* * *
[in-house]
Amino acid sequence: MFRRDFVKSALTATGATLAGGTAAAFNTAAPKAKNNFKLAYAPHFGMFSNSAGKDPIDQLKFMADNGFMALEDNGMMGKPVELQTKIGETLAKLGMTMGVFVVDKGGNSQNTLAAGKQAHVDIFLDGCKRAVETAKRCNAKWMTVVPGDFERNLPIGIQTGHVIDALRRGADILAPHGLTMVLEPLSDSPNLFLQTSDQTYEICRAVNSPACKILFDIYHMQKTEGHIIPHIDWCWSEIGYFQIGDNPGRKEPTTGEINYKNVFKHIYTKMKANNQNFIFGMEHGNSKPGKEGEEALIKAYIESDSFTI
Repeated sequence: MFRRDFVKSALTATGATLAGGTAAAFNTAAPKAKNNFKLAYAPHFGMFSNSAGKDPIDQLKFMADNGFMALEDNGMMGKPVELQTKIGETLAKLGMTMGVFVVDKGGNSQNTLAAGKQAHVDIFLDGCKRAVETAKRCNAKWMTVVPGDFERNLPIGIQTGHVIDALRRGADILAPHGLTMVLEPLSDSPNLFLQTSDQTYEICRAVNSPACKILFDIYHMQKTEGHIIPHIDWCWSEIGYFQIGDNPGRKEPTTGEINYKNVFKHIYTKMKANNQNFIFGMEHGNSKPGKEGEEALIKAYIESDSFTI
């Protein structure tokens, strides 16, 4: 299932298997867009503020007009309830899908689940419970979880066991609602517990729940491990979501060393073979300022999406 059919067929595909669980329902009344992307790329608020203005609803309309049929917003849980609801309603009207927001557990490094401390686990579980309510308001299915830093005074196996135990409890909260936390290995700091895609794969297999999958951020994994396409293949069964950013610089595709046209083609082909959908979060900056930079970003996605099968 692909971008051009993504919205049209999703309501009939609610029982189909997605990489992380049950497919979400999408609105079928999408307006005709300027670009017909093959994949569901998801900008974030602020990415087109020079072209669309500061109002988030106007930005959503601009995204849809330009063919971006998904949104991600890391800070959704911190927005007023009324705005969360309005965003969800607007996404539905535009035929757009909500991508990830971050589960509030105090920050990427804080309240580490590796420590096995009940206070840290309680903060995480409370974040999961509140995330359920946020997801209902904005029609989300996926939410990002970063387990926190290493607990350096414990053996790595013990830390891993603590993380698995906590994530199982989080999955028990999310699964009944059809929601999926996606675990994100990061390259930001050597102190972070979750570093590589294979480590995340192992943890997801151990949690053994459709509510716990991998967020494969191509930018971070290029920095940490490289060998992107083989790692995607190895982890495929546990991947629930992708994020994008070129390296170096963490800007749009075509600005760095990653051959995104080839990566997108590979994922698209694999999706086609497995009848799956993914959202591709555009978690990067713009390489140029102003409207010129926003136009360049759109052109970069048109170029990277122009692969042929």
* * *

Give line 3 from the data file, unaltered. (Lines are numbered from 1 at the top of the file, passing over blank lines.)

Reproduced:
Repeated sequence: MFRRDFVKSALTATGATLAGGTAAAFNTAAPKAKNNFKLAYAPHFGMFSNSAGKDPIDQLKFMADNGFMALEDNGMMGKPVELQTKIGETLAKLGMTMGVFVVDKGGNSQNTLAAGKQAHVDIFLDGCKRAVETAKRCNAKWMTVVPGDFERNLPIGIQTGHVIDALRRGADILAPHGLTMVLEPLSDSPNLFLQTSDQTYEICRAVNSPACKILFDIYHMQKTEGHIIPHIDWCWSEIGYFQIGDNPGRKEPTTGEINYKNVFKHIYTKMKANNQNFIFGMEHGNSKPGKEGEEALIKAYIESDSFTI